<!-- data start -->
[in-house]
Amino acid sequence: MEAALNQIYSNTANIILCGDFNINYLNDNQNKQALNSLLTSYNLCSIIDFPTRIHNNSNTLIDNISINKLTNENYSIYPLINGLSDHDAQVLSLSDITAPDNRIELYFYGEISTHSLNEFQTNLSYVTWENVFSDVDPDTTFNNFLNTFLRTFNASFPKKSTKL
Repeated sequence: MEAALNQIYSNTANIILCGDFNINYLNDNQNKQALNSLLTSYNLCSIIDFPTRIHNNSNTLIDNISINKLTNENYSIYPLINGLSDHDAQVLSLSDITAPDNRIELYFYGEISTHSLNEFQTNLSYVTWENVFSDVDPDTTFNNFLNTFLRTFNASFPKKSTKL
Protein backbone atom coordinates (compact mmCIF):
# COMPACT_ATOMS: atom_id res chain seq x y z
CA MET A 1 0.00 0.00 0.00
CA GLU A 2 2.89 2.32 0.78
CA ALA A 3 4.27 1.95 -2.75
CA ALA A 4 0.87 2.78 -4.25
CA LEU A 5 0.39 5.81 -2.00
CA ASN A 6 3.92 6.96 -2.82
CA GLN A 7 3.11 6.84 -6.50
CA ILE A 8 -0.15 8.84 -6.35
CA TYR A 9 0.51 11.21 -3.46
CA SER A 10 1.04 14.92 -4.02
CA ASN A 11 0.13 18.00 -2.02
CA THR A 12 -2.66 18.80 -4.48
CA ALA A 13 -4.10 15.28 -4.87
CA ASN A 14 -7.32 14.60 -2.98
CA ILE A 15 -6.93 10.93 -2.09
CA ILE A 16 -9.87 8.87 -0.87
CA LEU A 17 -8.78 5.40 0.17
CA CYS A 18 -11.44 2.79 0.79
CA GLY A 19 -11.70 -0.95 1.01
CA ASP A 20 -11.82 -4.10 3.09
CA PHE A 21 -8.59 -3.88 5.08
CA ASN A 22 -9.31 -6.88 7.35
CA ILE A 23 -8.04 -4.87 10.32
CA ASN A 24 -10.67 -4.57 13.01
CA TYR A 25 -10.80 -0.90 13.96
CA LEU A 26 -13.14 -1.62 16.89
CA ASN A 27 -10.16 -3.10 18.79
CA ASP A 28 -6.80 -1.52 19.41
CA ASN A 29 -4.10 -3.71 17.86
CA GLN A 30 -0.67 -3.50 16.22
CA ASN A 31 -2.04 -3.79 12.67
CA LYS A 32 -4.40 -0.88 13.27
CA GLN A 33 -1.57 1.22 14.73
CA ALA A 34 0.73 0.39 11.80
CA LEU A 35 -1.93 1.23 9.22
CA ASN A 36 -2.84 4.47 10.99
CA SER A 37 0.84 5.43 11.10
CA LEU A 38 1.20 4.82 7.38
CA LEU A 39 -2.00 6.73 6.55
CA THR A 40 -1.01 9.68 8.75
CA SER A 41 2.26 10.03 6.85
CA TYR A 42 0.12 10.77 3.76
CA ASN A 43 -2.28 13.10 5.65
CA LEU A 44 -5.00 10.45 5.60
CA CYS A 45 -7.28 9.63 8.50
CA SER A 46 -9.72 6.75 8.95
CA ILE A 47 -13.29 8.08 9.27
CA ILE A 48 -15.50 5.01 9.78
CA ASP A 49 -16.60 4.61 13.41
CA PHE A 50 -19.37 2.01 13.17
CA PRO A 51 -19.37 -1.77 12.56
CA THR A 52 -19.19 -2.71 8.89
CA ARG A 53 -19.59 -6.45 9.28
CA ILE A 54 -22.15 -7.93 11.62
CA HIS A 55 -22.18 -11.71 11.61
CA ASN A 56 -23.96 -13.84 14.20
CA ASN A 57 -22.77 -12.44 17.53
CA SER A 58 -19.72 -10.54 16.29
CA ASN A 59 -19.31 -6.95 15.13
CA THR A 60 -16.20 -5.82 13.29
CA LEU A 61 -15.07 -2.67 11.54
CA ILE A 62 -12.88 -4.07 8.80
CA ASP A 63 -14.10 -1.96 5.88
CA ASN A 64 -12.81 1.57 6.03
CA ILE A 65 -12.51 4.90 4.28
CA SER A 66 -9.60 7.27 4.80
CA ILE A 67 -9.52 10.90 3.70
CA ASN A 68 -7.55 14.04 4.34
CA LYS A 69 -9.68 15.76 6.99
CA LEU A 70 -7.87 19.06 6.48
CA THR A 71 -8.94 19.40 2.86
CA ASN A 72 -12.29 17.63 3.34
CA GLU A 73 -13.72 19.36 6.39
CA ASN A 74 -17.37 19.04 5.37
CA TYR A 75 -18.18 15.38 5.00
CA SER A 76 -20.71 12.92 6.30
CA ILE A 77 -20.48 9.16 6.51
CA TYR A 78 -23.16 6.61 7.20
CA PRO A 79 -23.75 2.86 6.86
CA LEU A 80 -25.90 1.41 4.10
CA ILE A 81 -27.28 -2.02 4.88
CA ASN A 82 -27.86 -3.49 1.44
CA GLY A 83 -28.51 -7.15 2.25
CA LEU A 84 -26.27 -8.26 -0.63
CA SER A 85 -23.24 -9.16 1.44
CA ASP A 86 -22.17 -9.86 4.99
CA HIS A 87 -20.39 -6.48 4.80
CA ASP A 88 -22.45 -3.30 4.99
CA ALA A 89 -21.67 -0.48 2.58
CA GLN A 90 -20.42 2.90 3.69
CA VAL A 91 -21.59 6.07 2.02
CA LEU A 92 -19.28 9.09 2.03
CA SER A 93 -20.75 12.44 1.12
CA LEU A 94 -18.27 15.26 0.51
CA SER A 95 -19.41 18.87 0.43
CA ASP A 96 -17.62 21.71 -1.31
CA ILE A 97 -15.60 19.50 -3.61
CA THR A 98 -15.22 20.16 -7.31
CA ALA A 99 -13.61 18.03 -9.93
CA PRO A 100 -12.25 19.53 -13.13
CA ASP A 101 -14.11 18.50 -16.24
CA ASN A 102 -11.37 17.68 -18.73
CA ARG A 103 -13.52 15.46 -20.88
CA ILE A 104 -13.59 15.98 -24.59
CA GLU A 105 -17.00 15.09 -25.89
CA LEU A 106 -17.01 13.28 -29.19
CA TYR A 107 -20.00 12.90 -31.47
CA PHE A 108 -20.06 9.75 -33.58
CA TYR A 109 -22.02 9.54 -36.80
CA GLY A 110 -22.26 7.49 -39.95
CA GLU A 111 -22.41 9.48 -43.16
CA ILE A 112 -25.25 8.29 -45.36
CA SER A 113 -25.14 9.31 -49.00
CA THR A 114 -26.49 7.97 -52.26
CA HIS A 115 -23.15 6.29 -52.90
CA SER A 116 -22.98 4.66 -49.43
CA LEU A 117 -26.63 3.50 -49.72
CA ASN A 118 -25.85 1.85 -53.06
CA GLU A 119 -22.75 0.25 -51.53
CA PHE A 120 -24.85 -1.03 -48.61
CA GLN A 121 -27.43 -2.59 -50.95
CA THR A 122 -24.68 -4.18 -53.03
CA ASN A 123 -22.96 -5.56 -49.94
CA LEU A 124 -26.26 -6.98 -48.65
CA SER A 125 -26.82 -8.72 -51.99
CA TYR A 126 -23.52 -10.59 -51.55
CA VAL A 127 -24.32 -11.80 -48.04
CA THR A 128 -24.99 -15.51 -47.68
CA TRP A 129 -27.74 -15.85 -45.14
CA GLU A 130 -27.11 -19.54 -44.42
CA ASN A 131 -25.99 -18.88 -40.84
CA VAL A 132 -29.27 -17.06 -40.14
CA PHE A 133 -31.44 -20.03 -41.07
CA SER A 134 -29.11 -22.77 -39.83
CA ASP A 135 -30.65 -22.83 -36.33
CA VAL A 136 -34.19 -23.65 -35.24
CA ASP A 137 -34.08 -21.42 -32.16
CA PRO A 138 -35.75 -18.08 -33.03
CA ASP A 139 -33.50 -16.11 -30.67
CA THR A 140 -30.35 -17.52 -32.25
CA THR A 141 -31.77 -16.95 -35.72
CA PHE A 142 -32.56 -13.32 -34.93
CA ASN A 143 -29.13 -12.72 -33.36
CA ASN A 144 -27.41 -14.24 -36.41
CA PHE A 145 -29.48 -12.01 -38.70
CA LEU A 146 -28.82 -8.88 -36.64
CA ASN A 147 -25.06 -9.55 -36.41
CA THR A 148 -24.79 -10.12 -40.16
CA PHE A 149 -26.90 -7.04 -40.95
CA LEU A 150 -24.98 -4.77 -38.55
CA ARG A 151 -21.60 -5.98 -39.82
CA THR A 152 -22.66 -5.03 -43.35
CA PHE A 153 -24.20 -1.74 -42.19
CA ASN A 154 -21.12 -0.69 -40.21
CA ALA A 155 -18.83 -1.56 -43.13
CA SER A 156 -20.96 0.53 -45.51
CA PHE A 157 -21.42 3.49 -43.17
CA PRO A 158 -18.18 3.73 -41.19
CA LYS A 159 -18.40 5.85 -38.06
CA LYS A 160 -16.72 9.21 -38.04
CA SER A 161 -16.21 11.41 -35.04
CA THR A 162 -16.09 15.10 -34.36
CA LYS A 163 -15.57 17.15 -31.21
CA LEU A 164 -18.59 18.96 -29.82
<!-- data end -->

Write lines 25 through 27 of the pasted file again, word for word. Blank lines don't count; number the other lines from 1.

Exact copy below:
CA ASP A 20 -11.82 -4.10 3.09
CA PHE A 21 -8.59 -3.88 5.08
CA ASN A 22 -9.31 -6.88 7.35